Russia also recently installed its S-300 surface-to-air missile defense system in Syria and completed the transfer of the system to Iran last month.
In effect, Russia has become a major military broker in the region. It is right now on the doorstep of Israel, and it plans to stay.
The nations mentioned in Ezekiel 38 will unite and come upon Israel “like a cloud that covers the land” for the purpose of looting the wealth that she has amassed in what was a desolate land only seventy years ago.
Yet, God will not abandon His People. He will utterly destroy the coalition forces of Gog so that all nations will come to know the holiness of the Lord (Ezekiel 38:18–23).
The forces that come against Israel will be so large in their day of defeat that Gog’s weaponry will provide fuel for Israel for seven years (Ezekiel 39:9).
“They will not need to gather wood from the fields or cut it from the forests, because they will use the weapons for fuel. And they will plunder those who plundered them and loot those who looted them, declares the Sovereign LORD.” (Ezekiel 39:10)
Moreover, so many soldiers will die in this battle that it will take seven months for Israel to bury them all and cleanse their land (Ezekiel 39:12).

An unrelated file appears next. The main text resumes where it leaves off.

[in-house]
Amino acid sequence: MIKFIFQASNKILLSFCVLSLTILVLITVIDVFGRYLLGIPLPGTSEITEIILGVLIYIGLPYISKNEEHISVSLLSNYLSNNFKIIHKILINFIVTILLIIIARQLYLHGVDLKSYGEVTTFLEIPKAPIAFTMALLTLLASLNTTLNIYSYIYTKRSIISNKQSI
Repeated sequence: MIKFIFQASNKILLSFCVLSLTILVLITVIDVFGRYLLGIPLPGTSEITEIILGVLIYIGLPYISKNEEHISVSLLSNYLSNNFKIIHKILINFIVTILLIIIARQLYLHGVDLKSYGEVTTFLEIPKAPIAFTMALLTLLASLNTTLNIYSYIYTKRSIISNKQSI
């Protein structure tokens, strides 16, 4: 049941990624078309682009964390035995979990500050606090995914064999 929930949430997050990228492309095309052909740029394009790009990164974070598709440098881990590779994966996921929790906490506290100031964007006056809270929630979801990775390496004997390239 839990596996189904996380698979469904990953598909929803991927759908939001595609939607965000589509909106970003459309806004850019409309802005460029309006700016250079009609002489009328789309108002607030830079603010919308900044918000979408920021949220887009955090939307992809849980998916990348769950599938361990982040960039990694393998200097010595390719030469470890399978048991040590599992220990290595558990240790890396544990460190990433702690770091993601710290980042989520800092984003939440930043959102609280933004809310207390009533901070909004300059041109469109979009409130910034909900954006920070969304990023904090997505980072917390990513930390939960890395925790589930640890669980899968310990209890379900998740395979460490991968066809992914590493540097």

Sukkot and the Protective Covering of God
Why do we read about this end-time battle during Sukkot?
According to Rabbinic tradition, this war will be waged during the month of Tishri, the month in which the holiday of Sukkot (Feast of Tabernacles) falls.
Interestingly enough, the war that is described in Ezekiel is similar to the war described in the 14th chapter of Zechariah, the Haftarah reading on the first day of Sukkot. And in Zechariah we learn that the Gentiles who survive the war against Israel will be required to keep Sukkot annually by coming up to the Holy City of Jerusalem to worship the Lord.
“Then the survivors from all the nations that have attacked Jerusalem will go up year after year to worship the King, the Lord Almighty, and to celebrate the Feast of Tabernacles [Sukkot]. If any of the peoples of the earth do not go up to Jerusalem to worship the King, the Lord Almighty, they will have no rain.” (Zechariah 14:16–17)
Psalm 27 presents a clear connection between Sukkot and God’s protection of Israel and those who trust in Him:
“For in the day of trouble He will conceal me in His tabernacle [sukkah]; In the secret place of His tent He will hide me; He will lift me up on a rock.” (Psalm 27:5)